Endless spelling variations are a prevailing characteristic of Norman surnames. Old and Middle English lacked any definite spelling rules, and the introduction of Norman French added an unfamiliar ingredient to the English linguistic stew. French and Latin, the languages of the court, also influenced spellings. Finally, Medieval scribes generally spelled words according to how they sounded, so one person was often referred to by different spellings in different documents. The name has been spelled Carey, Carrie, Carrey, Cary and others.

Early Notables of the Carrié family (pre 1700)


Outstanding amongst the family at this time was Carey, Baily of Guernsey; Henry Carey (circa 1524-1596), 1st Baron Hunsdon, an English army officer, diplomat, and politician, and a nephew of Anne Boleyn; Henry Carey, 1st Viscount Falkland (c. 1575-1633), an English landowner and politician, Lord Deputy of Ireland (1622-1629); Henry Carey, 1st Earl of Dover (ca.1580-1666), an English peer; John Carey, 2nd Earl of Dover (1608-1677), an English peer; Lucius Cary, 2nd Viscount Falkland (c. 1610-1643), an English author and politician, he fought on...
Another 84 words (6 lines of text) are included under the topic Early Carrié Notables in all our PDF Extended History products and printed products wherever possible.

Migration of the Carrié family to Ireland


Some of the Carrié family moved to Ireland, but this topic is not covered in this excerpt.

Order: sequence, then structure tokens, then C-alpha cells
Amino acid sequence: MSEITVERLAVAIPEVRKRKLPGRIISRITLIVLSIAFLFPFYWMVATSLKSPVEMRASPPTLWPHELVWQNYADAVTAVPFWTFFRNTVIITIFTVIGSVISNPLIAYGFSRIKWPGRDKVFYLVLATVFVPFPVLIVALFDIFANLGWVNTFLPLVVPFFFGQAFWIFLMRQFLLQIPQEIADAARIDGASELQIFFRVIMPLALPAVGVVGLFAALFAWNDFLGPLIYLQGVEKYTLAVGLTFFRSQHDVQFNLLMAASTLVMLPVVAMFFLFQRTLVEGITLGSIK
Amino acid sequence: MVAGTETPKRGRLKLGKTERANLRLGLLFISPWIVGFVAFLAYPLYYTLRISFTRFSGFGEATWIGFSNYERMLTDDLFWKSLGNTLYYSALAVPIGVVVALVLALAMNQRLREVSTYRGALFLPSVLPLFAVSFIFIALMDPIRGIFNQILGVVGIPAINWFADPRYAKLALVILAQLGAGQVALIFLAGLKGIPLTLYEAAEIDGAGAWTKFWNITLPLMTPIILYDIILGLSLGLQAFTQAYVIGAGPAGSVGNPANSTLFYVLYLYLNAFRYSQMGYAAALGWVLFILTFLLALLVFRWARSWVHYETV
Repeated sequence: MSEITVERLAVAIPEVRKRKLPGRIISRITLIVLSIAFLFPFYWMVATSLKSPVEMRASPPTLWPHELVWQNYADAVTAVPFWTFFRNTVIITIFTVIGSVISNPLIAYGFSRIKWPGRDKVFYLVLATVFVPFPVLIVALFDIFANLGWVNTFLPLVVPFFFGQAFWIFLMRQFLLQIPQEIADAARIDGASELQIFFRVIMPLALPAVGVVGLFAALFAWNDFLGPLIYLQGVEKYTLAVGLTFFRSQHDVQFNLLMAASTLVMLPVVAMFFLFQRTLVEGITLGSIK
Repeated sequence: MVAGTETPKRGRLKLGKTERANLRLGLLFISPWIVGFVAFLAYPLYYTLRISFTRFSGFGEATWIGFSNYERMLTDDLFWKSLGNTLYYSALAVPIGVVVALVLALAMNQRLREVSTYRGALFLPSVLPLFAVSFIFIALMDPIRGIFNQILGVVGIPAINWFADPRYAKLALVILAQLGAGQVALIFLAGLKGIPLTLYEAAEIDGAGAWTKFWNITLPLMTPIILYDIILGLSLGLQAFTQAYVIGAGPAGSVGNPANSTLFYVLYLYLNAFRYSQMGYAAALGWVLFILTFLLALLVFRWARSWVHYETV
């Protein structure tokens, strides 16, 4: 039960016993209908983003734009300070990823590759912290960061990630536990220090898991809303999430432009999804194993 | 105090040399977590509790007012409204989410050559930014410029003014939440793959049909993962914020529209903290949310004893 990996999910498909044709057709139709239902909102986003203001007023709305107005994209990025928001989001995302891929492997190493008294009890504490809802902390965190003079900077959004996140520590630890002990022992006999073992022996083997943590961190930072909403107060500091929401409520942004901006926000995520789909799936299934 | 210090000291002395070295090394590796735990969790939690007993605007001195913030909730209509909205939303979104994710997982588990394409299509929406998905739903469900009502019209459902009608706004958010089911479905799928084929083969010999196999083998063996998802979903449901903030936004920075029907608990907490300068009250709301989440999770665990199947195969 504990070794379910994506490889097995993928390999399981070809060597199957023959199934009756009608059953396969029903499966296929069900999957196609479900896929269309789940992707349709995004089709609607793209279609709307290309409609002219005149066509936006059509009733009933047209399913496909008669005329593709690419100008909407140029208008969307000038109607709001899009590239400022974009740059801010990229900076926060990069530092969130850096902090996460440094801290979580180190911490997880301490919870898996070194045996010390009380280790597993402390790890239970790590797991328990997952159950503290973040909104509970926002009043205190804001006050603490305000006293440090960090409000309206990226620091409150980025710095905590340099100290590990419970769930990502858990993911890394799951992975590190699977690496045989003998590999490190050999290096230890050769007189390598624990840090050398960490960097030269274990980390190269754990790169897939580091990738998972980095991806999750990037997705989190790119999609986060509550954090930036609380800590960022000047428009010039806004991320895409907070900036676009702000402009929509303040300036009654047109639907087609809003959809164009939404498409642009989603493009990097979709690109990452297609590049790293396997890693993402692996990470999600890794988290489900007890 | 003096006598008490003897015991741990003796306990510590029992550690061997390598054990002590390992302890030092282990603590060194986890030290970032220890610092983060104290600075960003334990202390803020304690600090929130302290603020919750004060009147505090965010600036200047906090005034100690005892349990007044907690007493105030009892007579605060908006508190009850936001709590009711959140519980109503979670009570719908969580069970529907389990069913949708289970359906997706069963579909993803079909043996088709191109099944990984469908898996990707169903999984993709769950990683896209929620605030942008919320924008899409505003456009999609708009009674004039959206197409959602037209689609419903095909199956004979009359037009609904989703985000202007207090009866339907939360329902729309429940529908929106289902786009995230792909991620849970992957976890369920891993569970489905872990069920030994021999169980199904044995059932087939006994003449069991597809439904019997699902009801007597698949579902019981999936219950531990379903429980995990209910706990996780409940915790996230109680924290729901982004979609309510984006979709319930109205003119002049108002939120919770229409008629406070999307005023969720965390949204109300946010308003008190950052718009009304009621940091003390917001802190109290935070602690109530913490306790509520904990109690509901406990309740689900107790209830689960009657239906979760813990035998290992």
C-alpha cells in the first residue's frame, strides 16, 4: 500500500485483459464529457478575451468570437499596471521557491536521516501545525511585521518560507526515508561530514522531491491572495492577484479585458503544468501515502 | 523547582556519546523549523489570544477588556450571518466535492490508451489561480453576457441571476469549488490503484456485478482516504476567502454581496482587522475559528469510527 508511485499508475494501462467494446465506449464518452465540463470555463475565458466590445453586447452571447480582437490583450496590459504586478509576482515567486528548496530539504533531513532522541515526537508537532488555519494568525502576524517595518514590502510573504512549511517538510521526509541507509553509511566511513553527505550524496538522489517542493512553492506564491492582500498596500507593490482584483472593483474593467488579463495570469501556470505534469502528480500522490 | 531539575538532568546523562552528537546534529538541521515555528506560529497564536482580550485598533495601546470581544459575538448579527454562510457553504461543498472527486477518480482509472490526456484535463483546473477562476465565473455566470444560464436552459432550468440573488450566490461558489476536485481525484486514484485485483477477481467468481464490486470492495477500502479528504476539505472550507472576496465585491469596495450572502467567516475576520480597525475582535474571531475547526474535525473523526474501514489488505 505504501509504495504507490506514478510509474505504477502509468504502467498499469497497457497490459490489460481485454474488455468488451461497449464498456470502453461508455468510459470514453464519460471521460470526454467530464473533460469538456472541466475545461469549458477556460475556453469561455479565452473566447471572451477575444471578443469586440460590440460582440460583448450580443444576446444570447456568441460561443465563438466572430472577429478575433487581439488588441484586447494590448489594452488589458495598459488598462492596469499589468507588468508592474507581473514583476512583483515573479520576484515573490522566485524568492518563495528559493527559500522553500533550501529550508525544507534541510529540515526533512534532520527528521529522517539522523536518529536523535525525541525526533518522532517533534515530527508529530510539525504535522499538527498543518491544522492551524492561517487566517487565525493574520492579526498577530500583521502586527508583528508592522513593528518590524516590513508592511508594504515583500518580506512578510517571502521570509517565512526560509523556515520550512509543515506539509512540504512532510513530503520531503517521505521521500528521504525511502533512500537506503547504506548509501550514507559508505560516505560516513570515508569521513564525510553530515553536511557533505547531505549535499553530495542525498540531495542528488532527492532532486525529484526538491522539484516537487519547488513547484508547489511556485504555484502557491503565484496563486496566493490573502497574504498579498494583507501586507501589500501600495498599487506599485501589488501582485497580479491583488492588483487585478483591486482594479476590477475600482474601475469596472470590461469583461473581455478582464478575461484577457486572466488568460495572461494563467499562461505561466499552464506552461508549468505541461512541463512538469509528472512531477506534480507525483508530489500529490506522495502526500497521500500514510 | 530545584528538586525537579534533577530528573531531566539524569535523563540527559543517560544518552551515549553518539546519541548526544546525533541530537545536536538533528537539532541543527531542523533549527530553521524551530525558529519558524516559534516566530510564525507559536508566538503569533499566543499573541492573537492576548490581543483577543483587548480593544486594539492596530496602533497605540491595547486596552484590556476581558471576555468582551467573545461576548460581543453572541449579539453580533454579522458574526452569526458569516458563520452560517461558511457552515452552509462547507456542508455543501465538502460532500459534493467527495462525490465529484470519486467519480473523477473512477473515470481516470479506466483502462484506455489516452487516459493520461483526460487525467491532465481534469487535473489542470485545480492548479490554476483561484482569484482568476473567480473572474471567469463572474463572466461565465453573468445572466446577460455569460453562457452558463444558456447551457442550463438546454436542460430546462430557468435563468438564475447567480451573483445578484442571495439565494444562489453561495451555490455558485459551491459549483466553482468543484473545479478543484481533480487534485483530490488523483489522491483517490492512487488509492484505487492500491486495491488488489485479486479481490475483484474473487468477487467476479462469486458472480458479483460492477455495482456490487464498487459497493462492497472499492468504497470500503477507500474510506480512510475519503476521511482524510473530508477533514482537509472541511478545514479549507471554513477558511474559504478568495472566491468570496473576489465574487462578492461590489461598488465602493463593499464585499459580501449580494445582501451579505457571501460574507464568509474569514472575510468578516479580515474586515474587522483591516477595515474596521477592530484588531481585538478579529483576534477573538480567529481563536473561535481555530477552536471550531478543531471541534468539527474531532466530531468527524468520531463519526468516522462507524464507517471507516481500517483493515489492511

Another 97 words (7 lines of text) about their life in Ireland is included in all our PDF Extended History products and printed products wherever possible.

Migration of the Carrié family to the New World and Oceana


To escape the political and religious persecution within England at the time, many English families left for the various British colonies abroad. The voyage was extremely difficult, though, and the cramped, dank ships caused many to arrive in the New World diseased and starving. But for those who made it, the trip was most often worth it. Many of the families who arrived went on to make valuable contributions to the emerging nations of Canada and the United States. An inquiry into the early roots of North American families reveals a number of immigrants bearing the name Carrié or a variant listed above:

Carrié Settlers in United States in the 18th Century

  • John Carrie, who arrived in South Carolina in 1755 [4]CITATION[CLOSE]